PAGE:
Wadada Leo Smith
has been on an amazingly productive streak the last few years, creating ambitious work for all kinds of configurations, large orchestras, string ensembles, quartets, duos and solo. About the only format he hadn't explored lately was the dense electronic jazz-rock he's played in the past with his groups Organic and Yo! Miles. With Najwa
he finally returns to that format, heading a group featuring four guitarists, two percussionists, his own trumpet and the weighty bass guitar of Bill Laswell
, playing muscular, electric music imprinted with Smith's spirtuality .
Laswell not only plays his massive, enveloping style of bass on this CD but he also produces it, shaping the music into boiling chaotic squalls coated with a thick ambient sheen. Most of the tracks are named for important musical figures. "Ornette Coleman" starts as a bubbling cauldron of squealing guitars and combustible drumming with Smith's trumpet loudly blowing on top before the music morphs into a swampy morass of bass, cymbals and conga drumming with Smith playing long bluesy lines that sound like Miles Davis
in his Agartha
"John Coltrane" has Smith and one of the guitarists playing long notes in tandem over heavy bass and drums with wisps of electronic decoration. Eventually this leads to psychedelic guitar screaming worthy of the Grateful Dead
over a furious undercurrent of wobbly Laswell bass and furious drumming by Pheeroan AkLaff
and Adam Rudolph
with Smith dropping in the occasional piercing virtuoso horn run. There are no indications of which guitarist solos when but all four, Michael Gregory Jackson
, Henry Kaiser
, Brandon Ross
and Lamar Smith, Wadada's grandson, seem to take turns rising out of the primordial ooze for a time. At the end the entire piece congeals into heavy dub-influenced funk with Smith blowing short, dancing phrases.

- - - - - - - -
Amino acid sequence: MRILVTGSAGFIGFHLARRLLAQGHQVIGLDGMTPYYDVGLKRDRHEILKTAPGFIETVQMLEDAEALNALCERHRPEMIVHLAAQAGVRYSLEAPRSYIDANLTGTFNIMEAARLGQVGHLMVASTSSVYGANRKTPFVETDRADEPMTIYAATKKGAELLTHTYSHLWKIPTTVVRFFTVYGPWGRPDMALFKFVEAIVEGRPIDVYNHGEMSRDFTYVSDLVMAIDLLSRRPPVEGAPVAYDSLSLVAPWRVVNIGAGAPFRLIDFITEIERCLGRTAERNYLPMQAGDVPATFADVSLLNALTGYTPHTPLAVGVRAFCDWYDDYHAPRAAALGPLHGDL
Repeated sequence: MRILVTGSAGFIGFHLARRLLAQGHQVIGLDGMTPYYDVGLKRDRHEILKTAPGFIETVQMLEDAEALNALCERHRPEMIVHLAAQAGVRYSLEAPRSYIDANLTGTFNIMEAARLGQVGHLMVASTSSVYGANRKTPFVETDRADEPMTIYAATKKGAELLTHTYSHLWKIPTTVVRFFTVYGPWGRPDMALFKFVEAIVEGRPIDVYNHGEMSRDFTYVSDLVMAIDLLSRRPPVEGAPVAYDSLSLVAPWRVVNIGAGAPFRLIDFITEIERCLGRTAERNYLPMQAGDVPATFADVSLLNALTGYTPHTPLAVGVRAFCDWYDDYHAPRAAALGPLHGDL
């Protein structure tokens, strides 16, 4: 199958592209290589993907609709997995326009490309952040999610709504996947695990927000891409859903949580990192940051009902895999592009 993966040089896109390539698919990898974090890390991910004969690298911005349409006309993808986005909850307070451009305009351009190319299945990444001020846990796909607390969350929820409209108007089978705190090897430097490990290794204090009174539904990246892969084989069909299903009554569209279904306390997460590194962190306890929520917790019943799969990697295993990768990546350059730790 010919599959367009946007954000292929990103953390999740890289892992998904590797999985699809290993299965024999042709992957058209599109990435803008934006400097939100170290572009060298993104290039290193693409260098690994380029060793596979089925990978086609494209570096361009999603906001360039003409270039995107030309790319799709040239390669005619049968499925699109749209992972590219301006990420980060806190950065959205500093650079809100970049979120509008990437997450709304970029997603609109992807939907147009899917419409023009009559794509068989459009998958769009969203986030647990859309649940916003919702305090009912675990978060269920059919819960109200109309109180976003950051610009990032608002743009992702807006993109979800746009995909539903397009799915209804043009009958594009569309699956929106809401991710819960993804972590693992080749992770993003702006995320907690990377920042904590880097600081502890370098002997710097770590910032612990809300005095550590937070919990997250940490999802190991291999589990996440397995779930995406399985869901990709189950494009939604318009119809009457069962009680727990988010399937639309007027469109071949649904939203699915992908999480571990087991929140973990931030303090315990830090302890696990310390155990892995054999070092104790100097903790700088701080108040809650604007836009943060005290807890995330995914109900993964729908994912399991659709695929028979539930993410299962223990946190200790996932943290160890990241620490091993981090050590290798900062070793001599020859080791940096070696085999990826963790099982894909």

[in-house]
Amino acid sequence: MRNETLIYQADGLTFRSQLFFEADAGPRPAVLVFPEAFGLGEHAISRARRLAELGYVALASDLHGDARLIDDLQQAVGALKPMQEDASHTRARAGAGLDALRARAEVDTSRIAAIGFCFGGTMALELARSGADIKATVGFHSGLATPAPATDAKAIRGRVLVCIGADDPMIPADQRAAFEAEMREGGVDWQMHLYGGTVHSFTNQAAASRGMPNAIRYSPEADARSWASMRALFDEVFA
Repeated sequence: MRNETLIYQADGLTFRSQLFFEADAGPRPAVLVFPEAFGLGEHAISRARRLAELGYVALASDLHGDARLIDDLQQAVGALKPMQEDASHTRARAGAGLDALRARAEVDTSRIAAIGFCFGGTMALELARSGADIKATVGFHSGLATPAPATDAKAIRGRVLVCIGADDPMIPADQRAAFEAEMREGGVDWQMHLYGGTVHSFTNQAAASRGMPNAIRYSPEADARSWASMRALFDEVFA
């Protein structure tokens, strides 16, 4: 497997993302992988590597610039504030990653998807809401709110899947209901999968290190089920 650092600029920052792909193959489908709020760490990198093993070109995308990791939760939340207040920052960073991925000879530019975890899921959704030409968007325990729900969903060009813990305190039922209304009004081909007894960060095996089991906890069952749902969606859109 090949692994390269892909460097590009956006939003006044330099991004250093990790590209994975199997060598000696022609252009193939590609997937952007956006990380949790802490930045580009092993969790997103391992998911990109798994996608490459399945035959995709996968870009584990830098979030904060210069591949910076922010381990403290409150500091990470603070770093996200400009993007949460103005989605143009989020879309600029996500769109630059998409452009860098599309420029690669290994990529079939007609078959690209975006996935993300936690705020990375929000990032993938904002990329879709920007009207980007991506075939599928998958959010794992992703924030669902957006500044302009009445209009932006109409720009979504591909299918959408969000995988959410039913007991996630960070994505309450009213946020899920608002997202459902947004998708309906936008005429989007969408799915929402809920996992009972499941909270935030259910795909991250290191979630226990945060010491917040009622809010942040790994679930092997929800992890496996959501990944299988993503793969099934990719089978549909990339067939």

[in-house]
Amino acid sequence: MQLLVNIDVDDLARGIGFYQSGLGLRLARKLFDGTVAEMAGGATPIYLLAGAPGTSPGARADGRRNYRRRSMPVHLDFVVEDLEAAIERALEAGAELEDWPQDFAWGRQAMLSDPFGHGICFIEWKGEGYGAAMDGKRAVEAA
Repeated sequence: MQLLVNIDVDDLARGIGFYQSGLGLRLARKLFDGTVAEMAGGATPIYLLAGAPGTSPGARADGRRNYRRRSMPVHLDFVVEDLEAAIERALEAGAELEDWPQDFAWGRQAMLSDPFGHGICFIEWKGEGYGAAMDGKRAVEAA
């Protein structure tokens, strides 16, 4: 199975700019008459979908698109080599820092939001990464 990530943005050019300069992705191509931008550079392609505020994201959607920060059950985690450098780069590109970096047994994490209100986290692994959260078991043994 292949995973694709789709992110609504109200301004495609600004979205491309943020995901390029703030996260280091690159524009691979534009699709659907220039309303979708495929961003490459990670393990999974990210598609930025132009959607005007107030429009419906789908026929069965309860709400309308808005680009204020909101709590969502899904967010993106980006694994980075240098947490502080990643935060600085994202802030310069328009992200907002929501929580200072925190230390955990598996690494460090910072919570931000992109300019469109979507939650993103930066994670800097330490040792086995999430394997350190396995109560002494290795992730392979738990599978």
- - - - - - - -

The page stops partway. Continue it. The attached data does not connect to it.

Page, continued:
"Ronald Shannon Jackson" contrasts fast and slow rhythms at the same time. Ak Laff and Laswell kick up a furious storm while Smith and the guitarists play long, slow notes over them with a measure of twang and delay in the guitar sounds. Passages of screaming guitar bursts and eloquent trumpet eventually clear out and just leave Ak Laff, Rudolph and Laswell splashing in a thick ambiance of deep bass throbbing and thrashing drums.
There are two oases of quiet amidst all these storms. On the brief "Najwa" acoustic and electric guitars pluck slowly against an echoing electronic backdrop as Smith plays a plaintive muted horn. For a Billie Holiday
dedication, "The Empress, Lady Day," Smith plays wary open trumpet against a soft electronic hum and quiet guitar chords, a mix that creates a solemn, cathedral-like hum and leads to a duet for Smith and a Spanish-tinged acoustic guitar (possibly Jackson?).
The number of career high points Wadada Leo Smith has had in the last few years is getting absurd, but here is still another one. With the invaluable help of Bill Laswell, he has taken the electric jazz-rock-funk pioneered by Miles Davis in the mid-70's into a realm of beauty and energy. The mix of guitars, electronics and drumming sometimes seems to swell with overpowering force but Smith's trumpet always brings humanity and heart to this music. This is unquestionably one of the great releases of the year.
Ornette Coleman's Harmolodic Sonic Hierographic Forms: A Resonance Change in The Millennium; Ohnedaruth John Coltrane: The Master of Kosmic Music and His Spirituality in a Love Supreme; Najwa; Ronald Shannon Jackson: The Master of Symphonic Drumming and Multisonic Rhythms, Inscriptions of Rare Beauty; The Empress, Lady Day: In a Rainbow Garden, With Yellow-Gold Hot Springs, Surrounded by Exotic Plants and Flowers.
Wadada Leo Smith: trumpet; Michael Gregory Jackson: guitars; Henry Kaiser: guitars; Brandon Ross: guitars; Lamar Smith: guitars; Bill Laswell: electric bass; Pheeroan akLaff: drums; Adam Rudolph: percussion.